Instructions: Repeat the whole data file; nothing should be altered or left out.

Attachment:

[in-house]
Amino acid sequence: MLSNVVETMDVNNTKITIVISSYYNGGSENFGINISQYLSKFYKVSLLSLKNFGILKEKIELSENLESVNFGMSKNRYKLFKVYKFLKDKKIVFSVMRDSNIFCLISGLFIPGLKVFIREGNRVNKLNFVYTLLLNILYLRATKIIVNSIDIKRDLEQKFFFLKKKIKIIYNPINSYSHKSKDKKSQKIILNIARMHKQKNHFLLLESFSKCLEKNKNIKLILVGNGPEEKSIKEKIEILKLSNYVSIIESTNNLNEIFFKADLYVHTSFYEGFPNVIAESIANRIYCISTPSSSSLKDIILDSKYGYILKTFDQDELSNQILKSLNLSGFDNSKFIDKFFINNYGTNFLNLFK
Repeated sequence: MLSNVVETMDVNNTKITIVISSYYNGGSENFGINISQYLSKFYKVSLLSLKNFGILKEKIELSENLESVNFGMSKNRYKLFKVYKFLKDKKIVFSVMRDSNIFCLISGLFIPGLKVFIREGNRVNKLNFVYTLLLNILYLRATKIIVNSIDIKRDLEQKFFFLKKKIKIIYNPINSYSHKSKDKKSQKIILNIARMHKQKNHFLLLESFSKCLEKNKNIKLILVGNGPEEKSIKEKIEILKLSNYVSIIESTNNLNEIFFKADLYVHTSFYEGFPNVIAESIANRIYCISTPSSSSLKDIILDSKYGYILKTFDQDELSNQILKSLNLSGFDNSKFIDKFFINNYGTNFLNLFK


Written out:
[in-house]
Amino acid sequence: MLSNVVETMDVNNTKITIVISSYYNGGSENFGINISQYLSKFYKVSLLSLKNFGILKEKIELSENLESVNFGMSKNRYKLFKVYKFLKDKKIVFSVMRDSNIFCLISGLFIPGLKVFIREGNRVNKLNFVYTLLLNILYLRATKIIVNSIDIKRDLEQKFFFLKKKIKIIYNPINSYSHKSKDKKSQKIILNIARMHKQKNHFLLLESFSKCLEKNKNIKLILVGNGPEEKSIKEKIEILKLSNYVSIIESTNNLNEIFFKADLYVHTSFYEGFPNVIAESIANRIYCISTPSSSSLKDIILDSKYGYILKTFDQDELSNQILKSLNLSGFDNSKFIDKFFINNYGTNFLNLFK
Repeated sequence: MLSNVVETMDVNNTKITIVISSYYNGGSENFGINISQYLSKFYKVSLLSLKNFGILKEKIELSENLESVNFGMSKNRYKLFKVYKFLKDKKIVFSVMRDSNIFCLISGLFIPGLKVFIREGNRVNKLNFVYTLLLNILYLRATKIIVNSIDIKRDLEQKFFFLKKKIKIIYNPINSYSHKSKDKKSQKIILNIARMHKQKNHFLLLESFSKCLEKNKNIKLILVGNGPEEKSIKEKIEILKLSNYVSIIESTNNLNEIFFKADLYVHTSFYEGFPNVIAESIANRIYCISTPSSSSLKDIILDSKYGYILKTFDQDELSNQILKSLNLSGFDNSKFIDKFFINNYGTNFLNLFK